Williams And Microsoft Collaborate On Clean Energy Transition

Williams Partners With Microsoft To Advance Its Net-Zero Goals

Williams has signed a memorandum of understanding (MoU) with Microsoft to explore ways to transform its energy infrastructure networks through digital technology and advance its net-zero emissions goals.

Through the MoU, Williams and Microsoft will explore lower carbon opportunities with a focus on the development of a hydrogen economy, renewable natural gas products, carbon capture utilization and storage, and energy storage solutions. The two companies will also evaluate ways for Williams to leverage Microsoft Azure services and solutions to further improve emissions monitoring and reporting and identify operational efficiencies through a connected workforce and data-driven intelligence.

“Williams shares Microsoft’s vision for a low-carbon future. Likewise, Williams is committed to helping our customers achieve their sustainability goals while meeting energy demand with the reliability of clean natural gas and renewable energy sources,” said Alan Armstrong, president and chief executive officer at Williams. “This alignment between two forward-looking companies demonstrates the environmental and economic benefits possible when we work together to achieve reductions in carbon emissions.”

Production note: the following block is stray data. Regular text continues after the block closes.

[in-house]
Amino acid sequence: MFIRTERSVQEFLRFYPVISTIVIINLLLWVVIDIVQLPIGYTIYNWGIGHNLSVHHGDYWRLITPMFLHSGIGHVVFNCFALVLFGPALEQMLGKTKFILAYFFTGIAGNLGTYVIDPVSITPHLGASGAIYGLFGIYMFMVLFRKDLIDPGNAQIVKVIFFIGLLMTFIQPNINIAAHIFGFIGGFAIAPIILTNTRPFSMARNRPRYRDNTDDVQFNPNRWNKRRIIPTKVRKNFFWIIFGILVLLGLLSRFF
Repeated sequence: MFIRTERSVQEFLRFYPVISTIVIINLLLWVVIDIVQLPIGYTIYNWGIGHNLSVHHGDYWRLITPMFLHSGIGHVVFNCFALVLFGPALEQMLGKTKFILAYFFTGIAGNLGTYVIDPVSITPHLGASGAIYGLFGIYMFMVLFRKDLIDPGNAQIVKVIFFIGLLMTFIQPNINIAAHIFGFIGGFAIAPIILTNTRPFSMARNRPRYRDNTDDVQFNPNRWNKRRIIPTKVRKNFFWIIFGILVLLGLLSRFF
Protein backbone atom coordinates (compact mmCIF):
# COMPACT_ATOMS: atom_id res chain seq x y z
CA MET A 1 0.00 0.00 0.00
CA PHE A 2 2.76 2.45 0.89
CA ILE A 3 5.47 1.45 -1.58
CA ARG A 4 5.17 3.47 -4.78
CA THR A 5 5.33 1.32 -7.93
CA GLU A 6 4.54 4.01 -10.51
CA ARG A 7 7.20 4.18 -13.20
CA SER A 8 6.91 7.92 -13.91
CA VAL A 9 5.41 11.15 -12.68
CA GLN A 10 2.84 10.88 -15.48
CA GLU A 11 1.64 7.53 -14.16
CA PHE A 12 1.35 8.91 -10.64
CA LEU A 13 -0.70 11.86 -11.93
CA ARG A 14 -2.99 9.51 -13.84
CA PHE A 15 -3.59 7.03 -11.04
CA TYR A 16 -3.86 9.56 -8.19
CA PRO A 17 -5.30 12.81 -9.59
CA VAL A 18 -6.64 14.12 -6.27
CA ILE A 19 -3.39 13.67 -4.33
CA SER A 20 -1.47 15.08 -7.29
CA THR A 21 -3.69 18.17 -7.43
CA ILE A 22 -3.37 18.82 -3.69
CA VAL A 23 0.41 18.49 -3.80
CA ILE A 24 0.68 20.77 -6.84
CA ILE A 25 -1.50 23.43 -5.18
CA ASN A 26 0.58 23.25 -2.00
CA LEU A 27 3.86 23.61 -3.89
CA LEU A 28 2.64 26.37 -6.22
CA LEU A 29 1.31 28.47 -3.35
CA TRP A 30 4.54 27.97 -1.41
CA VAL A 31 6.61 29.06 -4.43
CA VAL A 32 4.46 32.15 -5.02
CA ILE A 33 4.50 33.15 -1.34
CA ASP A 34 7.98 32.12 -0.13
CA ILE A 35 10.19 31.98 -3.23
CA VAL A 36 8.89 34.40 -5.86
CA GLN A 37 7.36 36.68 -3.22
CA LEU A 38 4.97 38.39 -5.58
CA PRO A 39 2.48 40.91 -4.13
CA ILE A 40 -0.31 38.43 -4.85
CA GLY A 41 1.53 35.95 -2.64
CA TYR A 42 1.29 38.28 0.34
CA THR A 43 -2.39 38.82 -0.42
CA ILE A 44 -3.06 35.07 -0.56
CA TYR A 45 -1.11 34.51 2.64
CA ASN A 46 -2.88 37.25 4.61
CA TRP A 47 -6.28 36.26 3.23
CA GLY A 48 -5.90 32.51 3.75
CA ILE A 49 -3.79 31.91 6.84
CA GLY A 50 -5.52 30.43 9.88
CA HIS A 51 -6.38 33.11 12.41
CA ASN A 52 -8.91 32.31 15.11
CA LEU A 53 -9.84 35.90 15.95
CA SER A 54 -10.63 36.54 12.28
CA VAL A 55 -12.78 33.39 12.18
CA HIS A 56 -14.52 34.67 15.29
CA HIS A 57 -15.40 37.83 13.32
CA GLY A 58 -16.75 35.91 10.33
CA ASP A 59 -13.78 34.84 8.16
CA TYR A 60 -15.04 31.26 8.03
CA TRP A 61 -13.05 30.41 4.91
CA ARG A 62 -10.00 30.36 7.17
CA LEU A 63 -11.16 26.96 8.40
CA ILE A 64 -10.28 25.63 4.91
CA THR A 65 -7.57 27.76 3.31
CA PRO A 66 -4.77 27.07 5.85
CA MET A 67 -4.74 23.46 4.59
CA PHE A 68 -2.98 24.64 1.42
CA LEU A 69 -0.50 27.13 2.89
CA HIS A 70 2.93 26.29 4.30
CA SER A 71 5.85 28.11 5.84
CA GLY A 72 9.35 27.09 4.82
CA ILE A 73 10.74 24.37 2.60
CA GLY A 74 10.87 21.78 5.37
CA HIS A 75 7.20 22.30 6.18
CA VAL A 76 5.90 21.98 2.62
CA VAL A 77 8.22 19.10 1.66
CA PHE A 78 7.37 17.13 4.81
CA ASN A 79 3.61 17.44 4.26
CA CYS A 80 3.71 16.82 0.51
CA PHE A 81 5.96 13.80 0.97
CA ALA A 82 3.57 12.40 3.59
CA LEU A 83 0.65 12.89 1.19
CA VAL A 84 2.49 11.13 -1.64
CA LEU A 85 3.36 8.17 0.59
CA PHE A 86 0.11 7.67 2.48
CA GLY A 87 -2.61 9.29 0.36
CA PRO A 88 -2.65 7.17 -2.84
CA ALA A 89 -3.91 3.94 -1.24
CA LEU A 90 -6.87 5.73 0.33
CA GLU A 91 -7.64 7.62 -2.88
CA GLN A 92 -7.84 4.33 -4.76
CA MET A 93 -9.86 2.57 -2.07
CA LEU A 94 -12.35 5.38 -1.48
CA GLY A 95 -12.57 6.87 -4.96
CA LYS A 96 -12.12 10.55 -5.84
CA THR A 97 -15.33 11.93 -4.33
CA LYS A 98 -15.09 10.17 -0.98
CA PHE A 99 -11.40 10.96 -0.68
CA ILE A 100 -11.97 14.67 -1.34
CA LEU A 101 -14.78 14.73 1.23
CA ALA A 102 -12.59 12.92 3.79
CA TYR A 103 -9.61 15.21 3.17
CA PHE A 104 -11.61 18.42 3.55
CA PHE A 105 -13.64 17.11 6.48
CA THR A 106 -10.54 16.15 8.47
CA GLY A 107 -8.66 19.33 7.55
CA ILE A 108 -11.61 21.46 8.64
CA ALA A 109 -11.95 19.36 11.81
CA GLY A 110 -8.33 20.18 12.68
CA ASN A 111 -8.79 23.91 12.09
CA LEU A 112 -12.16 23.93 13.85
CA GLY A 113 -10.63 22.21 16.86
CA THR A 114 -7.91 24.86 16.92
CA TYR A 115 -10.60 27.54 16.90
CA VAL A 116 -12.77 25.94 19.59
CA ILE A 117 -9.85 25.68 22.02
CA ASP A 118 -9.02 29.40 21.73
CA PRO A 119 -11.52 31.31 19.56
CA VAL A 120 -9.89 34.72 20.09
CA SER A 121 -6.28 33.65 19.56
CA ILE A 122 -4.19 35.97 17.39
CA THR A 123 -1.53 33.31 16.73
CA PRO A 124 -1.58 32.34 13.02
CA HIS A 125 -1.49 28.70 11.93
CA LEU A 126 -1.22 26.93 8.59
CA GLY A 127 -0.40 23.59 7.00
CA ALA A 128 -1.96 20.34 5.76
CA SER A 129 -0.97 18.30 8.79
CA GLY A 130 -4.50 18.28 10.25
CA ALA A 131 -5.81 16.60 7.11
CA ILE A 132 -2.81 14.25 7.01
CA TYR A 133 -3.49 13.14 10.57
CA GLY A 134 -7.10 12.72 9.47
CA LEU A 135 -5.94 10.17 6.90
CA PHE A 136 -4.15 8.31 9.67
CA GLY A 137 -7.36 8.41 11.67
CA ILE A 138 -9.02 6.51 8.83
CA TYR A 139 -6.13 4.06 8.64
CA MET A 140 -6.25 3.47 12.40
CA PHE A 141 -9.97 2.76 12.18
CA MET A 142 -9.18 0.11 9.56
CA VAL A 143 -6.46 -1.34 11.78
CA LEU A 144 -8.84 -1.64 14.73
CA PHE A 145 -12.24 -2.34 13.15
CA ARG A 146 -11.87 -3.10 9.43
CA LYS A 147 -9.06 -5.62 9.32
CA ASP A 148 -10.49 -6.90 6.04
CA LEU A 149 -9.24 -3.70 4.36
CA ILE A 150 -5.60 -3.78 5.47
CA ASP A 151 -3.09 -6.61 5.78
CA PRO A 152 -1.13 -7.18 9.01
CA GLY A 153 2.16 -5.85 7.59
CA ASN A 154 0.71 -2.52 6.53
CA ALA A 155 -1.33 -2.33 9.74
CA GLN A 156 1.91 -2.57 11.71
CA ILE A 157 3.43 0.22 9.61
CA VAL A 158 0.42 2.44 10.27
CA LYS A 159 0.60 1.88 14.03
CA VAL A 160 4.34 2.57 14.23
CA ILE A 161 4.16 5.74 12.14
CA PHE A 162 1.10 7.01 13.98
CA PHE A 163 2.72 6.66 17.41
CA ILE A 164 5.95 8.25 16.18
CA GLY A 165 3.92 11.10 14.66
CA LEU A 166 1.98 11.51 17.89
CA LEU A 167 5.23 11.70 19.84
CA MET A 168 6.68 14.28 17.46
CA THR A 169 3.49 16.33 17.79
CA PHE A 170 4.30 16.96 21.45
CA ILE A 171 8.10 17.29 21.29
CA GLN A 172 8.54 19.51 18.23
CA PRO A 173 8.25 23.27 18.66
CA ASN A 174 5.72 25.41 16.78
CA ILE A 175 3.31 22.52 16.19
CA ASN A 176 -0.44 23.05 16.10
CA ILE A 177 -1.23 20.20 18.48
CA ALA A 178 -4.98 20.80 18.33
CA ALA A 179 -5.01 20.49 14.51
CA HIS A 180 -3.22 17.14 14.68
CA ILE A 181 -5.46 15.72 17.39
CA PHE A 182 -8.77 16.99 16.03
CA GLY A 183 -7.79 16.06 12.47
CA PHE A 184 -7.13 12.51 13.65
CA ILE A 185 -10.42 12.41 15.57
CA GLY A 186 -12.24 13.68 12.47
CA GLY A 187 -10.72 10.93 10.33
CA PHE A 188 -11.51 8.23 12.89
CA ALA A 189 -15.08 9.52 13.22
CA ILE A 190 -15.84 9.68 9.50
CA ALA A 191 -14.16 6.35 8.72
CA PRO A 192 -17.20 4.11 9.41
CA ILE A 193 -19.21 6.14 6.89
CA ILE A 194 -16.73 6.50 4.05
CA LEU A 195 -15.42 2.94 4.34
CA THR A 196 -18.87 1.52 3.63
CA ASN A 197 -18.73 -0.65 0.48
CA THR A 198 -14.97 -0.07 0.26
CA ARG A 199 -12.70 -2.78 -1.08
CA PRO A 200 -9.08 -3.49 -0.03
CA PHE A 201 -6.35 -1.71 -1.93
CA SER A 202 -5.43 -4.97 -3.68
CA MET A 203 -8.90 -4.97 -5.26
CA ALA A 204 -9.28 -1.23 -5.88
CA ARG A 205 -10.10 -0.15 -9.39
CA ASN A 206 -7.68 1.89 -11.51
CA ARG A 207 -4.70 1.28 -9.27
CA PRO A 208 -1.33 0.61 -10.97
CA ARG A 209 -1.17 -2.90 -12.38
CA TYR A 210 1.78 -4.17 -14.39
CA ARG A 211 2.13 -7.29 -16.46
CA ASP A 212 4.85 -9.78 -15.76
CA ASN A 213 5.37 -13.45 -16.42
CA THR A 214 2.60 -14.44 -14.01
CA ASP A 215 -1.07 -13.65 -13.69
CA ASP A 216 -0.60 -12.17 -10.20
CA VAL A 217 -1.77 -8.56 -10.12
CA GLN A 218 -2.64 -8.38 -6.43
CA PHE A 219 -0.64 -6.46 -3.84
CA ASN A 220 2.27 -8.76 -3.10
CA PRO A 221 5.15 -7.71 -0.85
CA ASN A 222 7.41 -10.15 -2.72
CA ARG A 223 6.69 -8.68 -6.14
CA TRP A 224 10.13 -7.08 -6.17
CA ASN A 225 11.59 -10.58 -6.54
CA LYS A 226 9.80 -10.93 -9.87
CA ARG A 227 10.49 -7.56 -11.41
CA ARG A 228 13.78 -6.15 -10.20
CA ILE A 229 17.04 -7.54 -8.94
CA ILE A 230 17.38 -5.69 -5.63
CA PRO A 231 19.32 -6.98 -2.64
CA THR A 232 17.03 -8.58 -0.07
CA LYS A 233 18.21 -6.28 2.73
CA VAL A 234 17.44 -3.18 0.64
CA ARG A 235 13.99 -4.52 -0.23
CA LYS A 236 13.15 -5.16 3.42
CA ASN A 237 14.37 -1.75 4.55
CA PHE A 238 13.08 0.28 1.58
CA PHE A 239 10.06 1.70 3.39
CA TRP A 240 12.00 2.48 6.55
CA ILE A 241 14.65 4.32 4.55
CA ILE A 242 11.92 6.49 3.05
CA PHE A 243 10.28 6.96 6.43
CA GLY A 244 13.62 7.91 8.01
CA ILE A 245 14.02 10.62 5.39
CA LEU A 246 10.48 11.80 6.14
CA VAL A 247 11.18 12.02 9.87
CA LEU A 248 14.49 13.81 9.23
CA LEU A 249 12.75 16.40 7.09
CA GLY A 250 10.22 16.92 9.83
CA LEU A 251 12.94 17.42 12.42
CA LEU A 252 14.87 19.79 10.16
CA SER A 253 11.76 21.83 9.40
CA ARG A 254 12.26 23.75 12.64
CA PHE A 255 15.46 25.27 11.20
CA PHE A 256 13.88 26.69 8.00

The MoU supports Williams’ near-term climate commitment of 56% absolute reduction in company-wide greenhouse gas emissions by 2030 by leveraging technology available today to reduce emissions, scale renewables, and build a clean energy economy.

“Microsoft looks forward to working with Williams on their energy transition journey,” said Darryl Willis, corporate vice president of energy at Microsoft. “Through digital transformation and a focus on a net-zero carbon future, we will be able to unlock new business models and untapped value.” 

Headquartered in Tulsa, Oklahoma, Williams owns and operates more than 30,000 miles (48,280 km) of pipeline systems and handles approximately 30% of the natural gas in the United States used every day in power generation, heating, and industrial use.